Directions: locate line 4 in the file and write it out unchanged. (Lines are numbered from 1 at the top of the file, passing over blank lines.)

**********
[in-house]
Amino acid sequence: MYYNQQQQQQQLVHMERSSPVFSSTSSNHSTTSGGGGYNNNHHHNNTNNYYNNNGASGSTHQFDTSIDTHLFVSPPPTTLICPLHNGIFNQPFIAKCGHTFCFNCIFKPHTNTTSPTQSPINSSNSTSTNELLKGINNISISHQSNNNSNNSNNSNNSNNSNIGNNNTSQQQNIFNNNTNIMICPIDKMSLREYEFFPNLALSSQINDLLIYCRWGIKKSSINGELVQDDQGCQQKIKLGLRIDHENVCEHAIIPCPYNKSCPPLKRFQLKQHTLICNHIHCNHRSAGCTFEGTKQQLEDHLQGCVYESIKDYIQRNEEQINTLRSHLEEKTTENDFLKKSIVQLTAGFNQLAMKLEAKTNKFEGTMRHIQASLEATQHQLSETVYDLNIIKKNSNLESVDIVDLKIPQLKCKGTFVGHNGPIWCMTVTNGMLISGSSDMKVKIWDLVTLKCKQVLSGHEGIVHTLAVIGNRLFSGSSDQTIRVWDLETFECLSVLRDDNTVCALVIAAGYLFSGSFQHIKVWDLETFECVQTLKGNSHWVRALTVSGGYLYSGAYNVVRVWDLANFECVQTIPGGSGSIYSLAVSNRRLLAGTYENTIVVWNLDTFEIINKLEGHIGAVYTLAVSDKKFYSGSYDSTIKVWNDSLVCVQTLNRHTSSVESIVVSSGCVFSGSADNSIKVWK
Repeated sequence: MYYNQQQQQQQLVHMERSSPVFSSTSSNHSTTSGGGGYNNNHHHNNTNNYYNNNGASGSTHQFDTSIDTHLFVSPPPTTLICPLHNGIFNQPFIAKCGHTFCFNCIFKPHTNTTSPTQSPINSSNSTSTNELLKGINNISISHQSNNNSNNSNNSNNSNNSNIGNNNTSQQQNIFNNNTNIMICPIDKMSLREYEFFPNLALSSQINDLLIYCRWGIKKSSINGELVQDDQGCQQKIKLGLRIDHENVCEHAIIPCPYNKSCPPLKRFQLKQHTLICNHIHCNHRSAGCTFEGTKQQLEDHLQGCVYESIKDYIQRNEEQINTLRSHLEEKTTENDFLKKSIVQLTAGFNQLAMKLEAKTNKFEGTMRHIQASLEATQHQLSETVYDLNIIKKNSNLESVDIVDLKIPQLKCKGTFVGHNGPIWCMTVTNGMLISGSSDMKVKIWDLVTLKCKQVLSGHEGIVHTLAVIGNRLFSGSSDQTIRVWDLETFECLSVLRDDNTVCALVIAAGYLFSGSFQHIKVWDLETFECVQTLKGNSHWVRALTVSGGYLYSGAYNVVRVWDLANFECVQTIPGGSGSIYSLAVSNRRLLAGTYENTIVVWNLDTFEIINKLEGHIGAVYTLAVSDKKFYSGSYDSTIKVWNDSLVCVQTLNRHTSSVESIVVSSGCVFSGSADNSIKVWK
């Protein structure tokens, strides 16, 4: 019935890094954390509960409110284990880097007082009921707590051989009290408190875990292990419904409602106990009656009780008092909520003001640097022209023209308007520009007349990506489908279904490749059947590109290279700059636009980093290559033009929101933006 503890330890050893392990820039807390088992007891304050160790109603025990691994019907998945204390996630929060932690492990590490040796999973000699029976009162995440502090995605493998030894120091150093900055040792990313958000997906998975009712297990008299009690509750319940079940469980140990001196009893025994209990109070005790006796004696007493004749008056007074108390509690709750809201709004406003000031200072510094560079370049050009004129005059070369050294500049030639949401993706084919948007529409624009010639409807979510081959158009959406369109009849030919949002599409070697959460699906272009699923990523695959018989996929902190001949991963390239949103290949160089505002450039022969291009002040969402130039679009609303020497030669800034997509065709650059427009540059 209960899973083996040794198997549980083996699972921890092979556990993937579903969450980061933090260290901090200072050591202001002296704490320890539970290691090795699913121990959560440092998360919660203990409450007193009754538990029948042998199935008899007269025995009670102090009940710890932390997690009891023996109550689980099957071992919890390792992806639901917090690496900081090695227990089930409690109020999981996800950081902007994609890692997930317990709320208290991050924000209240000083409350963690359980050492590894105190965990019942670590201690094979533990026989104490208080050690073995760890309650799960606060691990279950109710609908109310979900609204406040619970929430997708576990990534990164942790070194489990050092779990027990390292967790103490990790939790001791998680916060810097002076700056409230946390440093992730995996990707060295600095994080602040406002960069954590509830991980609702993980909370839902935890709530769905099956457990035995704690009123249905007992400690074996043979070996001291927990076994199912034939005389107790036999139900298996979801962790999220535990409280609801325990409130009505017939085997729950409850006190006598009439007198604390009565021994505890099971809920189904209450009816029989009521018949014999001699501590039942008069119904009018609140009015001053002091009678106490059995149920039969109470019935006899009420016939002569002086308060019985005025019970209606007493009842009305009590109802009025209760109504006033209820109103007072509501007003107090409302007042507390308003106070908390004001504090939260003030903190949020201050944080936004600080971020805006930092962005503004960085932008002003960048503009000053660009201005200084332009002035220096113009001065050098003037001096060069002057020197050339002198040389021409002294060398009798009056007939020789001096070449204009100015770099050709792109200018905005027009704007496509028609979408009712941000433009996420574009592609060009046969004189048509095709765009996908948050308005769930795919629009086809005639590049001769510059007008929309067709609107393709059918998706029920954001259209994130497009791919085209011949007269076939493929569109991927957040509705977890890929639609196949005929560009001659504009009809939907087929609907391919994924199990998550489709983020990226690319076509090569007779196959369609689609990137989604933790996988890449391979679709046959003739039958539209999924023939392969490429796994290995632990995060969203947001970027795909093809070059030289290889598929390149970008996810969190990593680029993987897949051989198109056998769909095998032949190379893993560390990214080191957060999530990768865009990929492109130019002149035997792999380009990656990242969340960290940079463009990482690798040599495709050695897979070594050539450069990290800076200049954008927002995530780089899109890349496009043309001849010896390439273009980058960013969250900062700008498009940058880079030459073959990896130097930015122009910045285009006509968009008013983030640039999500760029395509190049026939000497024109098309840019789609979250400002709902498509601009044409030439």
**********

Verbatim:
């Protein structure tokens, strides 16, 4: 019935890094954390509960409110284990880097007082009921707590051989009290408190875990292990419904409602106990009656009780008092909520003001640097022209023209308007520009007349990506489908279904490749059947590109290279700059636009980093290559033009929101933006 503890330890050893392990820039807390088992007891304050160790109603025990691994019907998945204390996630929060932690492990590490040796999973000699029976009162995440502090995605493998030894120091150093900055040792990313958000997906998975009712297990008299009690509750319940079940469980140990001196009893025994209990109070005790006796004696007493004749008056007074108390509690709750809201709004406003000031200072510094560079370049050009004129005059070369050294500049030639949401993706084919948007529409624009010639409807979510081959158009959406369109009849030919949002599409070697959460699906272009699923990523695959018989996929902190001949991963390239949103290949160089505002450039022969291009002040969402130039679009609303020497030669800034997509065709650059427009540059 209960899973083996040794198997549980083996699972921890092979556990993937579903969450980061933090260290901090200072050591202001002296704490320890539970290691090795699913121990959560440092998360919660203990409450007193009754538990029948042998199935008899007269025995009670102090009940710890932390997690009891023996109550689980099957071992919890390792992806639901917090690496900081090695227990089930409690109020999981996800950081902007994609890692997930317990709320208290991050924000209240000083409350963690359980050492590894105190965990019942670590201690094979533990026989104490208080050690073995760890309650799960606060691990279950109710609908109310979900609204406040619970929430997708576990990534990164942790070194489990050092779990027990390292967790103490990790939790001791998680916060810097002076700056409230946390440093992730995996990707060295600095994080602040406002960069954590509830991980609702993980909370839902935890709530769905099956457990035995704690009123249905007992400690074996043979070996001291927990076994199912034939005389107790036999139900298996979801962790999220535990409280609801325990409130009505017939085997729950409850006190006598009439007198604390009565021994505890099971809920189904209450009816029989009521018949014999001699501590039942008069119904009018609140009015001053002091009678106490059995149920039969109470019935006899009420016939002569002086308060019985005025019970209606007493009842009305009590109802009025209760109504006033209820109103007072509501007003107090409302007042507390308003106070908390004001504090939260003030903190949020201050944080936004600080971020805006930092962005503004960085932008002003960048503009000053660009201005200084332009002035220096113009001065050098003037001096060069002057020197050339002198040389021409002294060398009798009056007939020789001096070449204009100015770099050709792109200018905005027009704007496509028609979408009712941000433009996420574009592609060009046969004189048509095709765009996908948050308005769930795919629009086809005639590049001769510059007008929309067709609107393709059918998706029920954001259209994130497009791919085209011949007269076939493929569109991927957040509705977890890929639609196949005929560009001659504009009809939907087929609907391919994924199990998550489709983020990226690319076509090569007779196959369609689609990137989604933790996988890449391979679709046959003739039958539209999924023939392969490429796994290995632990995060969203947001970027795909093809070059030289290889598929390149970008996810969190990593680029993987897949051989198109056998769909095998032949190379893993560390990214080191957060999530990768865009990929492109130019002149035997792999380009990656990242969340960290940079463009990482690798040599495709050695897979070594050539450069990290800076200049954008927002995530780089899109890349496009043309001849010896390439273009980058960013969250900062700008498009940058880079030459073959990896130097930015122009910045285009006509968009008013983030640039999500760029395509190049026939000497024109098309840019789609979250400002709902498509601009044409030439």